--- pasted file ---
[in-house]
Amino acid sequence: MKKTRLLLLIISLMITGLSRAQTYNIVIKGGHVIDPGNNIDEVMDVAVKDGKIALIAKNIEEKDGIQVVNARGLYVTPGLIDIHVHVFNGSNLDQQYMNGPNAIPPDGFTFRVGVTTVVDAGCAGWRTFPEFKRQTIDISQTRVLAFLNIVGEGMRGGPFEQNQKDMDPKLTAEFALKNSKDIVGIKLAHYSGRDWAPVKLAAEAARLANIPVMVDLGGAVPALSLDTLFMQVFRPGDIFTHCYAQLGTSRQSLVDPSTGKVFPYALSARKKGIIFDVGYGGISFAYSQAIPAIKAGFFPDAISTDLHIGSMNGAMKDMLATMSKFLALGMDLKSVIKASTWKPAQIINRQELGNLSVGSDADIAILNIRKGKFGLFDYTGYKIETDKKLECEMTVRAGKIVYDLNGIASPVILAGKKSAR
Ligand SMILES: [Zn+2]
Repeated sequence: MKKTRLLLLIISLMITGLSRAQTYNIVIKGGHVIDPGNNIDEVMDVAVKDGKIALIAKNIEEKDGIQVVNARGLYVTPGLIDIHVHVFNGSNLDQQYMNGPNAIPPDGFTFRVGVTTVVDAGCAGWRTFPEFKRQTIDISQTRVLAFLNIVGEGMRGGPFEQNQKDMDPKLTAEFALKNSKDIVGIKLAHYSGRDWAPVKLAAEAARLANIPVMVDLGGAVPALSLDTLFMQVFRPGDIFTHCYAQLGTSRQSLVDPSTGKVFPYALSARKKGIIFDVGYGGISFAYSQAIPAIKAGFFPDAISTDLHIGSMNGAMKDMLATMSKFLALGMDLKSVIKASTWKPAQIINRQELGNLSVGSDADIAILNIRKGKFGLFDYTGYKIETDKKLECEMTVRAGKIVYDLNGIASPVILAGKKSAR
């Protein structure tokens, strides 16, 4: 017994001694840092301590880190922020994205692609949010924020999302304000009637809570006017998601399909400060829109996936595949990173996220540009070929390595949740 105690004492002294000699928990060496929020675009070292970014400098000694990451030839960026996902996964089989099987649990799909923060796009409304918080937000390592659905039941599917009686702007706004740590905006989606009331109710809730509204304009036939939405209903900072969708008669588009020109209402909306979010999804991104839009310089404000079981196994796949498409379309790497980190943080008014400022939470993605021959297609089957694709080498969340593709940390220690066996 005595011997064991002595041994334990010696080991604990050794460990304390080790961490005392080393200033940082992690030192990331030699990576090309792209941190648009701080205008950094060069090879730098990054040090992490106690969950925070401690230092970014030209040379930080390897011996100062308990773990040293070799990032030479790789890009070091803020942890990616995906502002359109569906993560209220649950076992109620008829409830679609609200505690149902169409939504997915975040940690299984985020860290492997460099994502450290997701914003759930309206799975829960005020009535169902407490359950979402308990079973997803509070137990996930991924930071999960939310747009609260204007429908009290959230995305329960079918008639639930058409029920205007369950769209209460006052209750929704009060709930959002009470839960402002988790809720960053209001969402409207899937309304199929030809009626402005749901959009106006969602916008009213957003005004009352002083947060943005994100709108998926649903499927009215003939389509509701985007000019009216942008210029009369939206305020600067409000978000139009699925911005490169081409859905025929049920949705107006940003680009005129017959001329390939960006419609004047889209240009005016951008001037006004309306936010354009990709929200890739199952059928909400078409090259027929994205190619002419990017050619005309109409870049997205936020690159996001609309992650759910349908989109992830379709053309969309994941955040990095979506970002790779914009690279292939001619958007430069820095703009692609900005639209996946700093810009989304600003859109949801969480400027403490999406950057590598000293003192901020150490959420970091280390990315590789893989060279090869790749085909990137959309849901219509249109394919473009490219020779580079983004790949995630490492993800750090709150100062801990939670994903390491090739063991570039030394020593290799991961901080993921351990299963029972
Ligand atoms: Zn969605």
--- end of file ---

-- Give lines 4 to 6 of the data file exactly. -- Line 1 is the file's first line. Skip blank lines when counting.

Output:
Repeated sequence: MKKTRLLLLIISLMITGLSRAQTYNIVIKGGHVIDPGNNIDEVMDVAVKDGKIALIAKNIEEKDGIQVVNARGLYVTPGLIDIHVHVFNGSNLDQQYMNGPNAIPPDGFTFRVGVTTVVDAGCAGWRTFPEFKRQTIDISQTRVLAFLNIVGEGMRGGPFEQNQKDMDPKLTAEFALKNSKDIVGIKLAHYSGRDWAPVKLAAEAARLANIPVMVDLGGAVPALSLDTLFMQVFRPGDIFTHCYAQLGTSRQSLVDPSTGKVFPYALSARKKGIIFDVGYGGISFAYSQAIPAIKAGFFPDAISTDLHIGSMNGAMKDMLATMSKFLALGMDLKSVIKASTWKPAQIINRQELGNLSVGSDADIAILNIRKGKFGLFDYTGYKIETDKKLECEMTVRAGKIVYDLNGIASPVILAGKKSAR
């Protein structure tokens, strides 16, 4: 017994001694840092301590880190922020994205692609949010924020999302304000009637809570006017998601399909400060829109996936595949990173996220540009070929390595949740 105690004492002294000699928990060496929020675009070292970014400098000694990451030839960026996902996964089989099987649990799909923060796009409304918080937000390592659905039941599917009686702007706004740590905006989606009331109710809730509204304009036939939405209903900072969708008669588009020109209402909306979010999804991104839009310089404000079981196994796949498409379309790497980190943080008014400022939470993605021959297609089957694709080498969340593709940390220690066996 005595011997064991002595041994334990010696080991604990050794460990304390080790961490005392080393200033940082992690030192990331030699990576090309792209941190648009701080205008950094060069090879730098990054040090992490106690969950925070401690230092970014030209040379930080390897011996100062308990773990040293070799990032030479790789890009070091803020942890990616995906502002359109569906993560209220649950076992109620008829409830679609609200505690149902169409939504997915975040940690299984985020860290492997460099994502450290997701914003759930309206799975829960005020009535169902407490359950979402308990079973997803509070137990996930991924930071999960939310747009609260204007429908009290959230995305329960079918008639639930058409029920205007369950769209209460006052209750929704009060709930959002009470839960402002988790809720960053209001969402409207899937309304199929030809009626402005749901959009106006969602916008009213957003005004009352002083947060943005994100709108998926649903499927009215003939389509509701985007000019009216942008210029009369939206305020600067409000978000139009699925911005490169081409859905025929049920949705107006940003680009005129017959001329390939960006419609004047889209240009005016951008001037006004309306936010354009990709929200890739199952059928909400078409090259027929994205190619002419990017050619005309109409870049997205936020690159996001609309992650759910349908989109992830379709053309969309994941955040990095979506970002790779914009690279292939001619958007430069820095703009692609900005639209996946700093810009989304600003859109949801969480400027403490999406950057590598000293003192901020150490959420970091280390990315590789893989060279090869790749085909990137959309849901219509249109394919473009490219020779580079983004790949995630490492993800750090709150100062801990939670994903390491090739063991570039030394020593290799991961901080993921351990299963029972
Ligand atoms: Zn969605």